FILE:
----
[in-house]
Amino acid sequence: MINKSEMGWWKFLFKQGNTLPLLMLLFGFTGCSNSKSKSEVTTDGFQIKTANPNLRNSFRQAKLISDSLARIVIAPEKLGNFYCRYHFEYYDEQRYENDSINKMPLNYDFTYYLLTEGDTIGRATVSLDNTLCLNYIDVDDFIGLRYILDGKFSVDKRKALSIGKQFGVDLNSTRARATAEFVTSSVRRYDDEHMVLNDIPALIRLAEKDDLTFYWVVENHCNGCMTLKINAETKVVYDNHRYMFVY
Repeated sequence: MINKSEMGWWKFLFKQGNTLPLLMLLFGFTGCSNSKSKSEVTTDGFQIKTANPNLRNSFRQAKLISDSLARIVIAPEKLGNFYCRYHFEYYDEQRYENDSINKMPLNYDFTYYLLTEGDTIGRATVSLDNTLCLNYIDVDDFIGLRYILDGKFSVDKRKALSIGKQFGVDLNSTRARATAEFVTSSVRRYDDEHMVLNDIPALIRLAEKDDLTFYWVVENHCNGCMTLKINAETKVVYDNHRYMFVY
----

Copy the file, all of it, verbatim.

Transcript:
[in-house]
Amino acid sequence: MINKSEMGWWKFLFKQGNTLPLLMLLFGFTGCSNSKSKSEVTTDGFQIKTANPNLRNSFRQAKLISDSLARIVIAPEKLGNFYCRYHFEYYDEQRYENDSINKMPLNYDFTYYLLTEGDTIGRATVSLDNTLCLNYIDVDDFIGLRYILDGKFSVDKRKALSIGKQFGVDLNSTRARATAEFVTSSVRRYDDEHMVLNDIPALIRLAEKDDLTFYWVVENHCNGCMTLKINAETKVVYDNHRYMFVY
Repeated sequence: MINKSEMGWWKFLFKQGNTLPLLMLLFGFTGCSNSKSKSEVTTDGFQIKTANPNLRNSFRQAKLISDSLARIVIAPEKLGNFYCRYHFEYYDEQRYENDSINKMPLNYDFTYYLLTEGDTIGRATVSLDNTLCLNYIDVDDFIGLRYILDGKFSVDKRKALSIGKQFGVDLNSTRARATAEFVTSSVRRYDDEHMVLNDIPALIRLAEKDDLTFYWVVENHCNGCMTLKINAETKVVYDNHRYMFVY